When they arrived, however, the tomb was open. They went inside and encountered a single young man.  They were so startled by a living person being there they bolted and ran away from the tomb terrified.  The young man was probably yelling at them as they ran away and told them to tell the disciples to go to Galilee.  This group of women was so afraid they said nothing about the encounter to anyone.

 

 

Matt 28: 1-10

 

 

The timeline ends when Mary Magdalene and James’ mother decided to go back to the tomb together. They each had already seen it separately, but it’s easy to understand why they would like to revisit it.  The Bible sets the time as near dawn which can be right before or right after dawn.  Therefore, right after dawn, the sun had risen and it was completely light.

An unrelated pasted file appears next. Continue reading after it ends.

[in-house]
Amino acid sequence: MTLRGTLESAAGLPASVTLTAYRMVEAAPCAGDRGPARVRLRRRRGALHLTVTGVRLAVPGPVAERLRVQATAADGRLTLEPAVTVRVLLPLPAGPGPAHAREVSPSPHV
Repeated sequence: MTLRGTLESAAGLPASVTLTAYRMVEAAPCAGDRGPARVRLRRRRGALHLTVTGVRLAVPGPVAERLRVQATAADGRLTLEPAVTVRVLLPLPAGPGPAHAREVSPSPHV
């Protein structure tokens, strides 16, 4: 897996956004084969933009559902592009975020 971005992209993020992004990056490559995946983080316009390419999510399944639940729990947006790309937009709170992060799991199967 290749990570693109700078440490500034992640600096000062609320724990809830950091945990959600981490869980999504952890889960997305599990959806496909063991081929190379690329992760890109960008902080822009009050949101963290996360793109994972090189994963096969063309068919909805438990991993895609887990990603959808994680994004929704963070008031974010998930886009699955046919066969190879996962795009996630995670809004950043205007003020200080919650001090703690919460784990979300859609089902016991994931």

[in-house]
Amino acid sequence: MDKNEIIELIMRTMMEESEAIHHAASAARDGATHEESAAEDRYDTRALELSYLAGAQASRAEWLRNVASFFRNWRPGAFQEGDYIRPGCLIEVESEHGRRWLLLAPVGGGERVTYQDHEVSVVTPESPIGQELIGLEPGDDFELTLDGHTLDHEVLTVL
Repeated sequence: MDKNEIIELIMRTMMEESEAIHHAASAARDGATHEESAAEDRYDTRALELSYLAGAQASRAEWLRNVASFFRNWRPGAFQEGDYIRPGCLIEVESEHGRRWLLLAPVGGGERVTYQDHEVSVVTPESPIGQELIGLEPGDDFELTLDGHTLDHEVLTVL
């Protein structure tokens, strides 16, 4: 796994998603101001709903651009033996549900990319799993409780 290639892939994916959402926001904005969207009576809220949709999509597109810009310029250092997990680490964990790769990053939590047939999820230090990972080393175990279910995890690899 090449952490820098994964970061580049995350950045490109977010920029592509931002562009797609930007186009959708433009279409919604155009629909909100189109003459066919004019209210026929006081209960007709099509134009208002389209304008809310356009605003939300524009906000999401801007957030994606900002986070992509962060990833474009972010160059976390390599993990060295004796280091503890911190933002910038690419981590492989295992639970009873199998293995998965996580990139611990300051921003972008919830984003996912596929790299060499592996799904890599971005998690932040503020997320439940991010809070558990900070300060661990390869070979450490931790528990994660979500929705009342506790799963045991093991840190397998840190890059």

Note the Bible states the two went to take a look at the tomb … not to take spices, for they already knew Jesus had risen.  When they arrived, they saw a single angel sitting on the tombstone.  He told them Jesus had risen, offered them to look in the tomb, and directed they tell the disciples He will be in Galilee.  They left hastily (without looking in the tomb … they already knew it was empty) with fear and great joy for they were finally beginning to realize the meaning of the resurrection.

 

They didn’t go far until Jesus met them. He, by then, had ascended to His Father and returned, so when the two clasped his feet, He allowed it.  This time He told them to tell the brethren to go to Galilee to see Him there.

 

 

 

In conclusion, this harmonization explains away every apparent contradiction in the four Gospel accounts in a logical, probable manner. As always, though, when using inductive reasoning, one cannot be dogmatic about this description being the actual truth.  However, since it is a reasonable explanation which eliminates discrepancies, the real events could hardly be contradictory.